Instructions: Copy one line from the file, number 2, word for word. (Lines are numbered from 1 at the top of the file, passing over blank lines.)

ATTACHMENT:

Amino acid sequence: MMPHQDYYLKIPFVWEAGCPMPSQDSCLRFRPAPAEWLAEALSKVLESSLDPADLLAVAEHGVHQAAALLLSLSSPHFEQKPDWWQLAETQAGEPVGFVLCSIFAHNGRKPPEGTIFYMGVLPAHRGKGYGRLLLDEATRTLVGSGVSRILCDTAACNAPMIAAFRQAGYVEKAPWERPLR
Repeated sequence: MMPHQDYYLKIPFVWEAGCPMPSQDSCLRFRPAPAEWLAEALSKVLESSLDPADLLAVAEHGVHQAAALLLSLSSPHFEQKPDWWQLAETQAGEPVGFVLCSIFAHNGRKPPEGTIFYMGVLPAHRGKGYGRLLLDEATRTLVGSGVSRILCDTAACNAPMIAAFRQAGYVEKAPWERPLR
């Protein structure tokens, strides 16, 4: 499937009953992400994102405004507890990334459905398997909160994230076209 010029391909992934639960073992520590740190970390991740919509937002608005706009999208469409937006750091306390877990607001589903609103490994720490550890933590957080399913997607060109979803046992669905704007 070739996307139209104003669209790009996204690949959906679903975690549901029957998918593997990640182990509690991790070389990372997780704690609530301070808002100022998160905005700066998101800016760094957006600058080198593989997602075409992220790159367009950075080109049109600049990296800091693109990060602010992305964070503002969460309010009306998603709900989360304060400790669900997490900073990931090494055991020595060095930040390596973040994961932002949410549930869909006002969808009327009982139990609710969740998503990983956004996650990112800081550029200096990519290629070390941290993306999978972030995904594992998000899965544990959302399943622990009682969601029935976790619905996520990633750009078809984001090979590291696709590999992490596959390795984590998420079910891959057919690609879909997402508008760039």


Repeated sequence: MMPHQDYYLKIPFVWEAGCPMPSQDSCLRFRPAPAEWLAEALSKVLESSLDPADLLAVAEHGVHQAAALLLSLSSPHFEQKPDWWQLAETQAGEPVGFVLCSIFAHNGRKPPEGTIFYMGVLPAHRGKGYGRLLLDEATRTLVGSGVSRILCDTAACNAPMIAAFRQAGYVEKAPWERPLR